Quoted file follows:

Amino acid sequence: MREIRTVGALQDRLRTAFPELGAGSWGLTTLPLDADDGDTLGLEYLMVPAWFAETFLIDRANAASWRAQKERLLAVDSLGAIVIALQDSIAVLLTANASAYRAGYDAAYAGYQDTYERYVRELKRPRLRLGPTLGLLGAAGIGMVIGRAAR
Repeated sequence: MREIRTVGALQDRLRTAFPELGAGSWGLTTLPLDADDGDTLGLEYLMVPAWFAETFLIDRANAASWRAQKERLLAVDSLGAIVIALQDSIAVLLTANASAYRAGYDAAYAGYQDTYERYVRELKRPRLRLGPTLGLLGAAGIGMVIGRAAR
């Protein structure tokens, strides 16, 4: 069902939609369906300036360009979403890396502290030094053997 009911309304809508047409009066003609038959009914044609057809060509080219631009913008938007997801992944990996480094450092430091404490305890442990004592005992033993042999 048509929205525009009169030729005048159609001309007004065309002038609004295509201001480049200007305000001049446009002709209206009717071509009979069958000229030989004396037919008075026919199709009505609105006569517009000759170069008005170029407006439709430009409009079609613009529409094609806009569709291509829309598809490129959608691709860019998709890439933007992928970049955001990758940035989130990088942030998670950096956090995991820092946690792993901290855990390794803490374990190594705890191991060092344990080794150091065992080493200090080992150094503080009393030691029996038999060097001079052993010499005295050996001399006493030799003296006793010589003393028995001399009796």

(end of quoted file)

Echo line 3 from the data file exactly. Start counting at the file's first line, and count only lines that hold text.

């Protein structure tokens, strides 16, 4: 069902939609369906300036360009979403890396502290030094053997 009911309304809508047409009066003609038959009914044609057809060509080219631009913008938007997801992944990996480094450092430091404490305890442990004592005992033993042999 048509929205525009009169030729005048159609001309007004065309002038609004295509201001480049200007305000001049446009002709209206009717071509009979069958000229030989004396037919008075026919199709009505609105006569517009000759170069008005170029407006439709430009409009079609613009529409094609806009569709291509829309598809490129959608691709860019998709890439933007992928970049955001990758940035989130990088942030998670950096956090995991820092946690792993901290855990390794803490374990190594705890191991060092344990080794150091065992080493200090080992150094503080009393030691029996038999060097001079052993010499005295050996001399006493030799003296006793010589003393028995001399009796």